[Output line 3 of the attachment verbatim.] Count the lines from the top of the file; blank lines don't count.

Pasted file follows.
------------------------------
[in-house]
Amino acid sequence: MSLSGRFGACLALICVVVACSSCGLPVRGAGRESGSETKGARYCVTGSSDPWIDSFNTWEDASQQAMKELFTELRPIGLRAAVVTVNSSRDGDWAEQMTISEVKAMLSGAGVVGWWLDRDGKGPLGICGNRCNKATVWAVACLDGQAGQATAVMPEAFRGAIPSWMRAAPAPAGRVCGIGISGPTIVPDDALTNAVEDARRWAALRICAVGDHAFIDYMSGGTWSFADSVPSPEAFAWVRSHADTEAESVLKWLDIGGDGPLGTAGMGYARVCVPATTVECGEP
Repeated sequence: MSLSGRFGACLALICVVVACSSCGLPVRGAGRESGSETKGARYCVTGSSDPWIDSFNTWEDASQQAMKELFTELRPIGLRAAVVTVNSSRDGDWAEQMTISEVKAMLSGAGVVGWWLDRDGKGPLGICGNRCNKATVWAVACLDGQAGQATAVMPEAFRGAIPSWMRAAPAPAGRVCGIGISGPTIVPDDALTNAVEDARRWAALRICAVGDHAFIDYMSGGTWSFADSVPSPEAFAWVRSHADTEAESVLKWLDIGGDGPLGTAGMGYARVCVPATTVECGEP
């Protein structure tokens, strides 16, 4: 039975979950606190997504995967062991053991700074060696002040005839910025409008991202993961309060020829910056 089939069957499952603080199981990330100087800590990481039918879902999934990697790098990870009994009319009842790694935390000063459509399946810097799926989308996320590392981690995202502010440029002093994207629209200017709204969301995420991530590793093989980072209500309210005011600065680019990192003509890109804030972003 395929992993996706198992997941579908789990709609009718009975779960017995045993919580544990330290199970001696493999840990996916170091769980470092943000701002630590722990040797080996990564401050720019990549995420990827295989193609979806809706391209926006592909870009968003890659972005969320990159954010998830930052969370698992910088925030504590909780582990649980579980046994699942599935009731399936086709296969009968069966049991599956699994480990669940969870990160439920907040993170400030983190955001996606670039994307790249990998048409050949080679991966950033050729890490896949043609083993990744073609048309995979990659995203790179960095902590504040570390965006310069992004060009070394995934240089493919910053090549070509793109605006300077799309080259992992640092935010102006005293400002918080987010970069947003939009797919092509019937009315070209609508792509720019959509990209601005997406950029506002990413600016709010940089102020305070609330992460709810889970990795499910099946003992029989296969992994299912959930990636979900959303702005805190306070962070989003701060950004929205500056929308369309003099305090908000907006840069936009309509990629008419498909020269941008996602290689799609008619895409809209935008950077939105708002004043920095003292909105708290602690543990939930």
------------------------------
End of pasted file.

Repeated sequence: MSLSGRFGACLALICVVVACSSCGLPVRGAGRESGSETKGARYCVTGSSDPWIDSFNTWEDASQQAMKELFTELRPIGLRAAVVTVNSSRDGDWAEQMTISEVKAMLSGAGVVGWWLDRDGKGPLGICGNRCNKATVWAVACLDGQAGQATAVMPEAFRGAIPSWMRAAPAPAGRVCGIGISGPTIVPDDALTNAVEDARRWAALRICAVGDHAFIDYMSGGTWSFADSVPSPEAFAWVRSHADTEAESVLKWLDIGGDGPLGTAGMGYARVCVPATTVECGEP